Are We Reaching the End of the Single-Occupancy Vehicle?

How do we fix this?

How do we fix this?

The way we drive in cities can’t be sustained during the years to come.

As our population grows, so do the number of vehicles in our large metropolitan areas. In 2012, over 76 percent of vehicles in the United States were occupied by one person during the average commute. There were 256 million vehicles registered in the United States in 2013, which explains the massive congestion encountered in cities across the country every day.

Although we can’t easily increase the capacity of our roads, ever more people will need access to American cities.

What’s the solution?

Well, for now, there isn’t one. But some prominent people think the end of the single-occupancy vehicle is in our future.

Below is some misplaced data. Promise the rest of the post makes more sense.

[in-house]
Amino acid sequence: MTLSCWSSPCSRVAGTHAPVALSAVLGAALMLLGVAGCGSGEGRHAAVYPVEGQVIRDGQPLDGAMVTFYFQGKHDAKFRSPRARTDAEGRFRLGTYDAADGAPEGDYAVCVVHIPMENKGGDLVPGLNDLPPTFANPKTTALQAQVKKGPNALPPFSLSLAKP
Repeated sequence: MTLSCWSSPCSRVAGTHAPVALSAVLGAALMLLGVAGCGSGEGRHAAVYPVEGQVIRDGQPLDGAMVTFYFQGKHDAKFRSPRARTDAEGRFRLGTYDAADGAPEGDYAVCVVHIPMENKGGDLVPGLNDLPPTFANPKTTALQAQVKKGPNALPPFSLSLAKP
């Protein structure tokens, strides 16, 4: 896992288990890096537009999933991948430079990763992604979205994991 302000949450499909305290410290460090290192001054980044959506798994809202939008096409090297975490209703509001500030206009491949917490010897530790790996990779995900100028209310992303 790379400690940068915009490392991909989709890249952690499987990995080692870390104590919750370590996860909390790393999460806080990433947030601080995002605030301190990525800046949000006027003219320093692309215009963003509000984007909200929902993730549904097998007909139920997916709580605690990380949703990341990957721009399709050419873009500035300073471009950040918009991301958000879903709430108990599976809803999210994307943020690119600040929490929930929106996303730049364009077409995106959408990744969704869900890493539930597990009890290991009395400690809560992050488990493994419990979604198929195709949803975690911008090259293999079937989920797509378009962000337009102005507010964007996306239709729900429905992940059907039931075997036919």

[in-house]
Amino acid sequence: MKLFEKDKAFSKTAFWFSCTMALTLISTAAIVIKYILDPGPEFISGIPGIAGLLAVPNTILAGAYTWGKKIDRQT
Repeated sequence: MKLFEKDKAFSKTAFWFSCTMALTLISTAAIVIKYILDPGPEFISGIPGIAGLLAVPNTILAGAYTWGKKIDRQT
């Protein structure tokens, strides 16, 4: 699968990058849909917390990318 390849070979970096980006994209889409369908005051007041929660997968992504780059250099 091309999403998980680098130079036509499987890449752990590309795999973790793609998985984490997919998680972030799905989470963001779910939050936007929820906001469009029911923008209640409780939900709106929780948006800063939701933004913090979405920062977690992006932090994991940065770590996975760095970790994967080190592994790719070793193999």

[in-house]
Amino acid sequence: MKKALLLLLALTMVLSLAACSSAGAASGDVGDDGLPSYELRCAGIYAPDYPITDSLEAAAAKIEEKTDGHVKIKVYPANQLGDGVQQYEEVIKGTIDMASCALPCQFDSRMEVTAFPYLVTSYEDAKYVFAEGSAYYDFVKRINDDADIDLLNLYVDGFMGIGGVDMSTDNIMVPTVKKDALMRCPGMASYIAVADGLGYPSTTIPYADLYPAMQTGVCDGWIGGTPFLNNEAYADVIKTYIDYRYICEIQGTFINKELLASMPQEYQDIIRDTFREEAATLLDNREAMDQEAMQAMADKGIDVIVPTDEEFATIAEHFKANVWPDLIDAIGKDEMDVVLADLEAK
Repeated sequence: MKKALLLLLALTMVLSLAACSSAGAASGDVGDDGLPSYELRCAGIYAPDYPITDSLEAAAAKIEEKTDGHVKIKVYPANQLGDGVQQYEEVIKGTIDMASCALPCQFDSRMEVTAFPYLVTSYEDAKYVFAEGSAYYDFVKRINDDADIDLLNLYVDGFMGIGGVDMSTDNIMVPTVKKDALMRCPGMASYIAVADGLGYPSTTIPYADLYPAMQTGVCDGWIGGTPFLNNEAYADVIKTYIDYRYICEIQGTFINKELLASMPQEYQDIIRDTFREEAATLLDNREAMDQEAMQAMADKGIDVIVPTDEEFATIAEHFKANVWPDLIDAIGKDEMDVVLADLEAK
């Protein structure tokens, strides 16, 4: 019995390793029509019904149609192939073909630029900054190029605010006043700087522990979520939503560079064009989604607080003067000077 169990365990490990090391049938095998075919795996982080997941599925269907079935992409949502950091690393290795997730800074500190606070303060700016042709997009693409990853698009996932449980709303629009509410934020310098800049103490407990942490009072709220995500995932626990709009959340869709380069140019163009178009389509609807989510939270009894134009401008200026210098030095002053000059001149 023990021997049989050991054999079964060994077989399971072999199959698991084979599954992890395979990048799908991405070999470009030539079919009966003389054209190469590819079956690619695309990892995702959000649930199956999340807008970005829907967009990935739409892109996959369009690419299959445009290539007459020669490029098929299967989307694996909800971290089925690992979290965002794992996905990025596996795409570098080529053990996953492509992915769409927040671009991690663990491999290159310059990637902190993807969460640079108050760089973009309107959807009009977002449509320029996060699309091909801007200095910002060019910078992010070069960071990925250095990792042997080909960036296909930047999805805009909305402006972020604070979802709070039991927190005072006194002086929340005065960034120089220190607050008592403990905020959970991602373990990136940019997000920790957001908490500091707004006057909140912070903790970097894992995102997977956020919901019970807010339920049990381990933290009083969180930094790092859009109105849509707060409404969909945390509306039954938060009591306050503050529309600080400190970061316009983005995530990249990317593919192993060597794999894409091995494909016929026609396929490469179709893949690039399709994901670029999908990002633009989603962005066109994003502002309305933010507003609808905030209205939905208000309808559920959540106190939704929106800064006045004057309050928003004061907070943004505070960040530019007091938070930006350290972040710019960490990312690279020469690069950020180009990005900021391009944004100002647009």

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Beyond Traffic: The Future of Transportation

traffic-jam-highway

Thinking about the future can be an exciting prospect.

It can also be terrifying.

The United States Department of Transportation has just released a study, called “Beyond Traffic,” that looks into the next 30 years of transportation in the U.S.

It doesn’t look good, folks.

An article at The Verge said,

As far as USDOT secretary Anthony Foxx is concerned, pretty much everything is in bad shape and getting worse: roadways, railways, waterways, the whole nine yards.

The problems are endless: ancient infrastructure is crumbling without the money to repair or replace it. Renewable energy strategies aren’t materializing quickly enough. Rapidly growing urban centers are buckling under the weight of the commuting residents that occupy them.

Surely the USDOT has the solutions to save us from impending peril, right?

Nope. They are asking us for help.

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